It’s been two years since Mayor Lori Lightfoot announced Chicago Public Libraries (CPL) would no longer have late fees. This change gave Chicagoans more access to much-needed resources and increased library patrons and materials returned.
Previously, Chicago Public Libraries collected between $800,000 and $900,000 from library patrons who returned materials late or not at all, which accounted for 0.7% of the entire budget, according to the library press release in which Lightfoot announced the end of fines.
Taking away the fine system has actually increased library attendance. After eliminating fines Chicago libraries saw a 7% increase in the number of books checked out, according to the press release.
Patrons, who for years had late fines and expired cards, once again returned to the library, according to the press release. Additionally, libraries saw an influx in late materials getting returned — including a book that had been missing for upwards of 80 years.
Mary Ghikas, American Library Association executive director, said she “applauds” Lightfoot’s decision to eliminate these barriers to library access by going fine-free.
“Research from other fine-free systems has indicated that fines do not increase return rates, and further that the cost of collecting and maintaining overdue fees often outweighs the revenue generated by them,” the press release said.
Chicago libraries gathered research from other libraries that went fine free, such as San Diego, Columbus, Ohio, and Baltimore.
Additionally, CPL conducted a short-term fine amnesty experiment in 2016 in which they saw a return of over $800,000 in library materials.
It was also found that some people wouldn’t use the library at all for fear of accumulating fines they would not be able to pay, according to the library press release.
Ultimately, eliminating fines allows for libraries to adhere to their ultimate goal — having a “free, equal and equitable access to information in all its forms,” Ghika said in the press release.
Dr. Christine George, a Loyola Center for Urban Research and Learning associate research professor, said she’s found in her research that, in general, a fine or fee disproportionately affects low income individuals.
“I think that one of the problems is that when you look at fees, they become a hidden tax system and they become a source of income, and that’s the real problem,” George said.
This is especially problematic for communities that rely on the library for a number of services, including free Wi-Fi, computer and printer access, reading and media materials. When they can’t afford to pay their fines, it creates a deeper barrier to access.
“The fees were supposed to motivate people to return books, and they didn’t work,” George said. “All they did was create systems where people had limited access.”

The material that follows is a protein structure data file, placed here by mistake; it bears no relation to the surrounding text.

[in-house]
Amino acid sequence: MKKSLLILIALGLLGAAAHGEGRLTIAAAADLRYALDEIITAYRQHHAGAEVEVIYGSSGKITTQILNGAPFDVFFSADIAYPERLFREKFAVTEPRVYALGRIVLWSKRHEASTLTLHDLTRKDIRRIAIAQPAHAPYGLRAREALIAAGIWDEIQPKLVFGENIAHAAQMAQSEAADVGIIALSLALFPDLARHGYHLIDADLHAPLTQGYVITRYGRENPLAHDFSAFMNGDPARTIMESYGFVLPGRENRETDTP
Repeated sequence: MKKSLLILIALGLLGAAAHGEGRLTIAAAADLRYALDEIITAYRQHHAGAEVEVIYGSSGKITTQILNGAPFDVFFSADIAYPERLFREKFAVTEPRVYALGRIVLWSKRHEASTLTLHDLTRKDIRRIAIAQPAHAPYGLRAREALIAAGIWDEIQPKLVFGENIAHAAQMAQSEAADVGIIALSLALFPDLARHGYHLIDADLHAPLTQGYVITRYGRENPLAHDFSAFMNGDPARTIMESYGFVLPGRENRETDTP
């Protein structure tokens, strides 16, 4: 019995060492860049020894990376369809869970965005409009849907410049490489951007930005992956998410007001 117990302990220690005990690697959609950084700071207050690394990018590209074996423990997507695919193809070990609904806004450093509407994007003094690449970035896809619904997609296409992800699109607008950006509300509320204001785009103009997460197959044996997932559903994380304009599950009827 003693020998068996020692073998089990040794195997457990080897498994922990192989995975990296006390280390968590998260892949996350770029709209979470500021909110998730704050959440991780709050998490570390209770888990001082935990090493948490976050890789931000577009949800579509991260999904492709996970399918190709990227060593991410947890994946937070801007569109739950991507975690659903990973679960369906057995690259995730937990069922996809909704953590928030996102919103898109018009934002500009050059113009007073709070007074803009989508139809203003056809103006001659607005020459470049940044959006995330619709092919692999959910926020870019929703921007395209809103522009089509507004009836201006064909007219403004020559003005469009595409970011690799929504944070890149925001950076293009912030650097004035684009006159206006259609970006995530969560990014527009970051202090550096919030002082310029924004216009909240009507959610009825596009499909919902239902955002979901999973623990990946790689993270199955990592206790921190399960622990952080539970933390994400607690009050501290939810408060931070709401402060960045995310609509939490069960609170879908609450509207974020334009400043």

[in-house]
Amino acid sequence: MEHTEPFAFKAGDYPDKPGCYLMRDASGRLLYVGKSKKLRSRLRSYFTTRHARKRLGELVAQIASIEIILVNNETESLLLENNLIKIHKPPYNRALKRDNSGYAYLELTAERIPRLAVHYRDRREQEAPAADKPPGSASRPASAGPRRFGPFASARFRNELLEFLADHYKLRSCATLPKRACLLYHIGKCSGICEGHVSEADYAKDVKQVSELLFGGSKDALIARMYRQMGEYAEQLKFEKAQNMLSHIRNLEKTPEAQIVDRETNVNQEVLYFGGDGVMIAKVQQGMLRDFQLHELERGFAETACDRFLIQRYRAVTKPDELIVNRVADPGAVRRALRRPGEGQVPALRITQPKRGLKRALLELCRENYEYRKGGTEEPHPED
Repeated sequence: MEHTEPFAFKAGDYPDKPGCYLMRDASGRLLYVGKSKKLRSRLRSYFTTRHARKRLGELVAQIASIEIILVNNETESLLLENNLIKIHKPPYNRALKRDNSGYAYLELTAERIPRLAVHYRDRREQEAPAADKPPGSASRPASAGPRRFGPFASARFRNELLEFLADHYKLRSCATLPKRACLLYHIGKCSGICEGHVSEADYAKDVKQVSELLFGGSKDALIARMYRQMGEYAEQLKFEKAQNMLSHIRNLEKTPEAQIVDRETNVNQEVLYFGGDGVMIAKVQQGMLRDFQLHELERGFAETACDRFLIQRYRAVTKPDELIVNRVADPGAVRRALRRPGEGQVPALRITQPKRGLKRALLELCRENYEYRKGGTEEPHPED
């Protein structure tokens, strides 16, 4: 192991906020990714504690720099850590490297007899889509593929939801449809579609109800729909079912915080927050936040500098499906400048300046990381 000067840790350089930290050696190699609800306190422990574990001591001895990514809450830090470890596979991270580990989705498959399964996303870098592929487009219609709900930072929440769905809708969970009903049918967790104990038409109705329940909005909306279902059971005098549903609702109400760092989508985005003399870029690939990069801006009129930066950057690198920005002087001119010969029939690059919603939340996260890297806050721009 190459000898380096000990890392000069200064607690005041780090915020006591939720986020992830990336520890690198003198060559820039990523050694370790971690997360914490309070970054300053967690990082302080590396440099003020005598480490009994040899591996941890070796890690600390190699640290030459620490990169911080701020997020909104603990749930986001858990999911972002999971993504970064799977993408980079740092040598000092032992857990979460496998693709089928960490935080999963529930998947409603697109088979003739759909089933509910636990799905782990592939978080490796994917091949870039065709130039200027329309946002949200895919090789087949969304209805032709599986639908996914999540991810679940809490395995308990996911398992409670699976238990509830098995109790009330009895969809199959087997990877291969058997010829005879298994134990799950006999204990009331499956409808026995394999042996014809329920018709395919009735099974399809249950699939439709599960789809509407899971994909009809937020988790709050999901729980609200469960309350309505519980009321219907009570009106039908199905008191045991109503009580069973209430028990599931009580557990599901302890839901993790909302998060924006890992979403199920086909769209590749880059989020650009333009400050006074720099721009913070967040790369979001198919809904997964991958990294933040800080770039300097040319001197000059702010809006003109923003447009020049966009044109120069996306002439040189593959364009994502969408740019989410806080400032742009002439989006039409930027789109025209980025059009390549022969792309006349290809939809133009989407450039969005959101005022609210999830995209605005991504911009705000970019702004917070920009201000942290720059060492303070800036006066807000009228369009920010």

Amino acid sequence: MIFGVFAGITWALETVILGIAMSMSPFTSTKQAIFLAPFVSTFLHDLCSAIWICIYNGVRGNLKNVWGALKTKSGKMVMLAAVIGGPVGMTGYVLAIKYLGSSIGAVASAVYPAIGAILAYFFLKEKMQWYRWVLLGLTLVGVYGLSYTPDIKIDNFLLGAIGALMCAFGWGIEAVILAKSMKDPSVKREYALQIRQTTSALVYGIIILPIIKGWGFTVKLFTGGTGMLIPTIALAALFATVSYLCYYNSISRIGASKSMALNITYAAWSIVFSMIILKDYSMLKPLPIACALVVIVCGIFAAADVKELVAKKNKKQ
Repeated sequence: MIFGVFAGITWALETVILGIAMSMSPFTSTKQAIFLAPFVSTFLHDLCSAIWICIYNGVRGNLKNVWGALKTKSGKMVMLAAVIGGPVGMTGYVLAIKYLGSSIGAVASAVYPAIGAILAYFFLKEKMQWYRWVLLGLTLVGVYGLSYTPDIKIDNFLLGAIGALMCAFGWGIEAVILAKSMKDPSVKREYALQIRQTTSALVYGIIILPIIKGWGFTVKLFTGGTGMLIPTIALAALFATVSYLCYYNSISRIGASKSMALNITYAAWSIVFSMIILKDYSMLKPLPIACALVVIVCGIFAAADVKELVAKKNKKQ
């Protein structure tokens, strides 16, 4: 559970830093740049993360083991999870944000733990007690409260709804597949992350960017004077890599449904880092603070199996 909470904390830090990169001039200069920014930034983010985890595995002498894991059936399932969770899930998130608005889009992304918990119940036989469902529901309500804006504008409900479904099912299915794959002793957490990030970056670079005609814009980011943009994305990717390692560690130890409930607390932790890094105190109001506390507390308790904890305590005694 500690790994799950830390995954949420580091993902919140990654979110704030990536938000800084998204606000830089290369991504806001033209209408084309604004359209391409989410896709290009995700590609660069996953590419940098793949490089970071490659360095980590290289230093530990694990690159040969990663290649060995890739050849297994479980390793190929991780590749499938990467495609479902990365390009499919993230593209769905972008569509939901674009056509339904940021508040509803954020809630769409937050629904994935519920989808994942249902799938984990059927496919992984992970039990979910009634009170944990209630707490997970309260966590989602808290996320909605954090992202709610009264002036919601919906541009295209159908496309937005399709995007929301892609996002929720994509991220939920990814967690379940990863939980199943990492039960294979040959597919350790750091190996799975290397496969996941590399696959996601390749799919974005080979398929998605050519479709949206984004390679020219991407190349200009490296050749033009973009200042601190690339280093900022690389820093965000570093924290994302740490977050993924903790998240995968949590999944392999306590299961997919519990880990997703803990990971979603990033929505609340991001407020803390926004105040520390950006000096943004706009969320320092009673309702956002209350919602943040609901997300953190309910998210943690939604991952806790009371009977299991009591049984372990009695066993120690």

George said she thinks this is a step in the right direction for the community.
“To me, the library system is one of the most democratic systems in the city,” George said. “And to the extent that there’s no fees and fines associated with it, it just makes it more accessible. I think it’s very admirable that the Chicago library figured this out and hopefully … this model is communicated through various library networks.”
Chicago, which has the second largest public library system in the country, has led other library systems to follow suit. Cities such as St. Louis implemented a fine free system shortly after Chicago’s decision. Most recently, New York City – which has the largest public library system – announced its decision to eliminate fines Oct. 5.
Liam Melville, a Loyola senior studying Greek, got his Chicago library card about a year ago and has never paid Chicago library fines.
“If you’re making most of your money off of library fines, you’re doing something wrong,” Melville, 22, said. “I think the intention of the library fine wasn’t to make money but more so to be like, ‘return your books.’”
Melville said that largely, he thinks Chicago eliminating the fine system was good. Additionally, he doesn’t think it stops people from returning library materials — he said he feels there’s a “social obligation” people have to return their materials so others can use them.
“It’s definitely removed the fear from the library fine,” Melville said. “Generally, I think everything out of canceling fines is a positive experience.”
Harper Stewart, an English major at Loyola, also frequents the Chicago public libraries. Stewart said she learned Chicago was fine-free this summer after she forgot to return a book and it automatically renewed. She said she’s always loved libraries — especially the Harold Washington branch in the South Loop.
“I think libraries are a really interesting intersection of reading, academics and learning but also community involvement and engagement,” Stewart, 20, said. “It’s kind of like combining a bookstore with a non-for-profit. Truly it’s such a cool community resource that doesn’t really have a set agenda besides enriching and engaging citizens.”
Stewart said she loves the new system and doesn’t think there’s a negative side to eliminating fines. Though, she said there’s a larger issue at play of libraries being underfunded, although she feels this should be addressed by looking at government spending – not “the little man” who’s not paying fines.
“The minimal income you might have gotten from the fines, you shouldn’t have been relying on anyways because it’s predatory,” Melville said.
Students looking to join the Chicago Public Libraries only need to bring their state ID and a piece of mail proving Chicago residency if their ID is from out of state to get a library card.